Thank You For Submiting Feedback!
AS 25.20.110(a) provides that an award of custody of a child or visitation with the child may be modified if a court determines that a change in circumstances requires the modification of the award and the modification is in the best interests of the child. A party moving for custody modification has the burden to establish that a substantial change has occurred. The required change in circumstance must be significant or substantial, and must be demonstrated relative to the facts and circumstances that existed at the time of a prior custody order that the party seeks to modify. Once the court has found such a change, the court must then determine whether modification of the arrangement is in the best interests of the child.
Appellant Kristen L. and appellee Benjamin W., were divorced. Under the terms of their custody agreement, they shared legal custody of their two sons. Both parties were aware before the divorce that their younger child engaged in feminine behaviors. They apparently assumed the child was going through a "phase," although they had differing views — appellee was more accepting of the child's behavior than appellant. Appellee noticed that the younger child had bruises and was told that it was because of appellant and her husband. Appellee filed a motion to modify custody based on his concerns about physical and emotional abuse of the children while with the appellant. After the hearing, the superior court concluded that there had been a substantial change of circumstances affecting the children because of appellant’s domestic violence and inability to deal with her child's transgender issue. The court determined that a custody change was warranted under two different analyses.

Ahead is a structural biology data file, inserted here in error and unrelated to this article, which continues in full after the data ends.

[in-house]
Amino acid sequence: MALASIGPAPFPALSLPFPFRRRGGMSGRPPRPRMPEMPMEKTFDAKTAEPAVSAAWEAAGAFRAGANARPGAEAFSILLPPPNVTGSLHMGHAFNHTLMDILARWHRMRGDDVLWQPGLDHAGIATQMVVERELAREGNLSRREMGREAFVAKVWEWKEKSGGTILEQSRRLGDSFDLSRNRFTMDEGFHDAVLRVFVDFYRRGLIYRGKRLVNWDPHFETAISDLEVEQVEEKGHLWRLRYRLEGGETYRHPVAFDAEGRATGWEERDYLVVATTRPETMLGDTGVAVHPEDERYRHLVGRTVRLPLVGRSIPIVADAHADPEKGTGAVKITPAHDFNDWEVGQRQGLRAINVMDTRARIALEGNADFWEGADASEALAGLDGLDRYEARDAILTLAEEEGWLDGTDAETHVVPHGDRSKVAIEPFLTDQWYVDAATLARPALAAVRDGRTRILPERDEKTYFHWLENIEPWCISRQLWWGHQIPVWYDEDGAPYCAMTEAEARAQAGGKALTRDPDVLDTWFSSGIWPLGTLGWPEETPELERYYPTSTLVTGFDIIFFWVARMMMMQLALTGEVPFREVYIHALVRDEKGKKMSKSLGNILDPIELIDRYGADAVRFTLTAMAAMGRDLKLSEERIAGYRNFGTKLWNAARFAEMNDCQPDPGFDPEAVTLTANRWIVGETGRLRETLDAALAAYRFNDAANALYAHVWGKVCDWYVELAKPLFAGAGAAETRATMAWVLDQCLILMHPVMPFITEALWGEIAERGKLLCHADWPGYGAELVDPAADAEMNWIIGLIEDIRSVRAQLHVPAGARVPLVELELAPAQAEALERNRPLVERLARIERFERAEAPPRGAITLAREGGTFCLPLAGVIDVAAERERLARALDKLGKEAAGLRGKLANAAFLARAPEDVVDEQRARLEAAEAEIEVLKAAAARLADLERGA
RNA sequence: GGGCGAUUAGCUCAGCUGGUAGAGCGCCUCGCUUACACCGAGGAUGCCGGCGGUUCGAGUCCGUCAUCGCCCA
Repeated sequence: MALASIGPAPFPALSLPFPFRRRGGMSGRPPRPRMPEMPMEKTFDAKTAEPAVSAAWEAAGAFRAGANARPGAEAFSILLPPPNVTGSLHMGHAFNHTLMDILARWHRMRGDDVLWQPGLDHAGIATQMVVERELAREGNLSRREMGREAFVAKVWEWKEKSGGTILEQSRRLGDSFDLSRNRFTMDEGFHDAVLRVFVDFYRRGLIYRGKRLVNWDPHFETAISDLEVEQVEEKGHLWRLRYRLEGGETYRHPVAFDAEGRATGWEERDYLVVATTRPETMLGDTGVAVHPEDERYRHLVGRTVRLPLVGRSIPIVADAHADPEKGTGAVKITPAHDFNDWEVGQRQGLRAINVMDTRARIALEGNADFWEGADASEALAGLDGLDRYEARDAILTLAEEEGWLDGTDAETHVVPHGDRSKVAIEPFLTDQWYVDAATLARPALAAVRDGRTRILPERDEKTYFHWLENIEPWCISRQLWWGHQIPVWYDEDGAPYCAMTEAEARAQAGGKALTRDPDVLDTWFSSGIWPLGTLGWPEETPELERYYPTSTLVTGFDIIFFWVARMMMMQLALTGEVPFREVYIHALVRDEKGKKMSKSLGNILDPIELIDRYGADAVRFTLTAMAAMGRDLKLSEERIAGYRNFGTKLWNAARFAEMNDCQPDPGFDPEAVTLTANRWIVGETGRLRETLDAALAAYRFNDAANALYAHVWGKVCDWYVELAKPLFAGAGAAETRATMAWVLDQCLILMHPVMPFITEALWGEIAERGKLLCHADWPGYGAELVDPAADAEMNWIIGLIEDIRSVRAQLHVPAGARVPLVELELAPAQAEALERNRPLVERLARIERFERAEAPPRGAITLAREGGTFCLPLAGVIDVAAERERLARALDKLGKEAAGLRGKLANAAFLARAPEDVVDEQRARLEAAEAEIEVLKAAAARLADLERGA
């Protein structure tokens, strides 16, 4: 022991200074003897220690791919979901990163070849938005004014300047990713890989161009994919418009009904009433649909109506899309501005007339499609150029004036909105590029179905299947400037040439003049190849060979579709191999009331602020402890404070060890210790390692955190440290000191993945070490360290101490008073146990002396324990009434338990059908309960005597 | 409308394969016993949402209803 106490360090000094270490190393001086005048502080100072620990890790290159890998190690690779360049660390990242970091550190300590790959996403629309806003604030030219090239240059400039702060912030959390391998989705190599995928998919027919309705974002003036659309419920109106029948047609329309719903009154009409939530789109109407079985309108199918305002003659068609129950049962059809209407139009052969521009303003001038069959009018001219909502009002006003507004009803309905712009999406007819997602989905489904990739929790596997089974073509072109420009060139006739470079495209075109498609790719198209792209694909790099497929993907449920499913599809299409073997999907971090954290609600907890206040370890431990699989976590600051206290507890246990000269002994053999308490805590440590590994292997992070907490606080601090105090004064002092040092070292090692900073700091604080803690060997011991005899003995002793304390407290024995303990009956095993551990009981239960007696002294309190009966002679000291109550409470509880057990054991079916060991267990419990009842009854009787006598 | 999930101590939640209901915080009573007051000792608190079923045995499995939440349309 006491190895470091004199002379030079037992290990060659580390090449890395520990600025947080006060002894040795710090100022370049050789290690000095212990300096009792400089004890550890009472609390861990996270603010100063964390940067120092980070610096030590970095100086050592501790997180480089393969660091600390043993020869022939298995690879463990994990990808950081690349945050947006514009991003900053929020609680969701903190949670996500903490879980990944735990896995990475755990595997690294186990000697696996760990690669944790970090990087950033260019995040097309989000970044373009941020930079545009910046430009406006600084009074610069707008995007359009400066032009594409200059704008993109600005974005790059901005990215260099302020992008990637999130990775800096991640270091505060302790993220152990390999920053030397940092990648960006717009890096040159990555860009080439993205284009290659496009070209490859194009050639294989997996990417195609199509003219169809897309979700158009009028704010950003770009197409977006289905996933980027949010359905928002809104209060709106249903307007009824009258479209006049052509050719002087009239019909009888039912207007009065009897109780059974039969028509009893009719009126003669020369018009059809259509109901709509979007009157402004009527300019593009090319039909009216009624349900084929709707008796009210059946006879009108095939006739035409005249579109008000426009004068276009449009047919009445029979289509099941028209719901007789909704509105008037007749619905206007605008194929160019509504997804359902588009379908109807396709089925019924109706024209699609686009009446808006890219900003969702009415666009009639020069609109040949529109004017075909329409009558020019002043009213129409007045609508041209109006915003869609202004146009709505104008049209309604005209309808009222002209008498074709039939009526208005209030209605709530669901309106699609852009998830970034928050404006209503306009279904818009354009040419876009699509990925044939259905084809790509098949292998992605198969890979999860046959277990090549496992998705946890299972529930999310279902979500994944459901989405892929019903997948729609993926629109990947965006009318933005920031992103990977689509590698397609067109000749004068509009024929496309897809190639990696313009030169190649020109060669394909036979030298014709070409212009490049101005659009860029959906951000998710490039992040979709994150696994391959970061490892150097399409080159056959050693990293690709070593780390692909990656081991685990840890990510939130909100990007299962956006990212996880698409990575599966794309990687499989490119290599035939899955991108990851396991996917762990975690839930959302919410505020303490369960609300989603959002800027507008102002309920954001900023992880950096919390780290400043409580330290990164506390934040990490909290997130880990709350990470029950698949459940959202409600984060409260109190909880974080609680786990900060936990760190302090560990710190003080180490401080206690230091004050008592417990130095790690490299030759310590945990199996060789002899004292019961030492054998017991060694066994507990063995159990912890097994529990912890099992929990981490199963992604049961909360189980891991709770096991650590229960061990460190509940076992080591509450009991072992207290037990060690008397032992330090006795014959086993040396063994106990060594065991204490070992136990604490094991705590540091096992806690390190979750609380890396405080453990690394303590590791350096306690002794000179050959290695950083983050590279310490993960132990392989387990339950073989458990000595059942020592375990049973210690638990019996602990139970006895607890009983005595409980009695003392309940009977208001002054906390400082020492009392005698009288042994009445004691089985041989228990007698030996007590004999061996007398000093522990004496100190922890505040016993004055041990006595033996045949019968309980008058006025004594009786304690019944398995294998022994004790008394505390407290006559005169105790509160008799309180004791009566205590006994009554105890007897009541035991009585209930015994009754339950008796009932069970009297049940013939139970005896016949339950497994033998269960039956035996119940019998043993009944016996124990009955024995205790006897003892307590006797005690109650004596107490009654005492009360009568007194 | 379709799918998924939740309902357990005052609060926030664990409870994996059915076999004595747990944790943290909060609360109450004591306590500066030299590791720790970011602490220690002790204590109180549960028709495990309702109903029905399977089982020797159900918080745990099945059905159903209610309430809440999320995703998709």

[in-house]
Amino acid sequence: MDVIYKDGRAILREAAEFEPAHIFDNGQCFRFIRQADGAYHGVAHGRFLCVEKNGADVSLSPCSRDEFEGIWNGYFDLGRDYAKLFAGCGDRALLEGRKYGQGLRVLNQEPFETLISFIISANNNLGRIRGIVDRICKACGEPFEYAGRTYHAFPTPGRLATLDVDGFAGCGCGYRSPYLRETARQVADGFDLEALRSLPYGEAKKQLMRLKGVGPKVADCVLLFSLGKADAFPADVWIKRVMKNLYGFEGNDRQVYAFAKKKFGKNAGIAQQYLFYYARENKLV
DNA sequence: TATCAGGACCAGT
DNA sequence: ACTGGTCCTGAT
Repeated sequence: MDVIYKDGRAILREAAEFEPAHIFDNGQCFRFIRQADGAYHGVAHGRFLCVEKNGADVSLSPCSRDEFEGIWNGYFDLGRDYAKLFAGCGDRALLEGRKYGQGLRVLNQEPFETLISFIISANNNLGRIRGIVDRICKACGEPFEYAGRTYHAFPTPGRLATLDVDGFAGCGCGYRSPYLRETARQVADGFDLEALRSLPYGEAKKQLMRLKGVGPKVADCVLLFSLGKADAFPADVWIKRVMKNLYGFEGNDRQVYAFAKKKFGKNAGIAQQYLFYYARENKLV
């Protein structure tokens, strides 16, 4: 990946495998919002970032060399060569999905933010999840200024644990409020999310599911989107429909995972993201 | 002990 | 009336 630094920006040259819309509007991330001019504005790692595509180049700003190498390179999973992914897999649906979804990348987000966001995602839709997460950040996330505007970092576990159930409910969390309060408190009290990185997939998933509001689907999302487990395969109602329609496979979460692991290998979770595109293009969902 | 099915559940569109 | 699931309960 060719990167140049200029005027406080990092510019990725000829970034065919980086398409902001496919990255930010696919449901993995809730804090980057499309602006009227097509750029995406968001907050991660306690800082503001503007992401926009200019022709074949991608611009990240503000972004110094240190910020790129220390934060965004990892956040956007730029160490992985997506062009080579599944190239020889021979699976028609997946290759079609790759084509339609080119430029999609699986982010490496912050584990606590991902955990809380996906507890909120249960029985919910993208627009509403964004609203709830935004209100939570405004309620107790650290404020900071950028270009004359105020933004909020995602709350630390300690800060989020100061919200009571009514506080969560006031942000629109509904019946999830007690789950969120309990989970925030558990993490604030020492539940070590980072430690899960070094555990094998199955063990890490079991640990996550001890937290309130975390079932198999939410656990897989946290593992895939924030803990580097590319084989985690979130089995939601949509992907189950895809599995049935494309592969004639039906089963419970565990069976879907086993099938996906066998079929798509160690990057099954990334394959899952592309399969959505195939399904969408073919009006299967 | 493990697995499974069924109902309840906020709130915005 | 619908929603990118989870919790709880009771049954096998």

Did the superior court err in concluding there had been a substantial change of circumstances warranting a custody modification?
No. The judgment was affirmed.
The court held that it was not error to find a substantial change of circumstances affecting the parties' children warranted considering the children's best interests for a possible custody modification because the trial court found appellant mother committed domestic violence against a child and was unable to deal with a child's transgender issue and made specific findings of fact about witness credibility and weighed testimony accordingly. The court further held that the trial court's custody modification did not err because its weighing of statutory best interest factors was uncontested, nor was its decision to restrict the appellant mother to supervised visitation, subject to revision upon completion of specified domestic violence and parenting classes, and the trial court's decision was supported by necessary findings and included a means by which the mother could regain unsupervised visitation.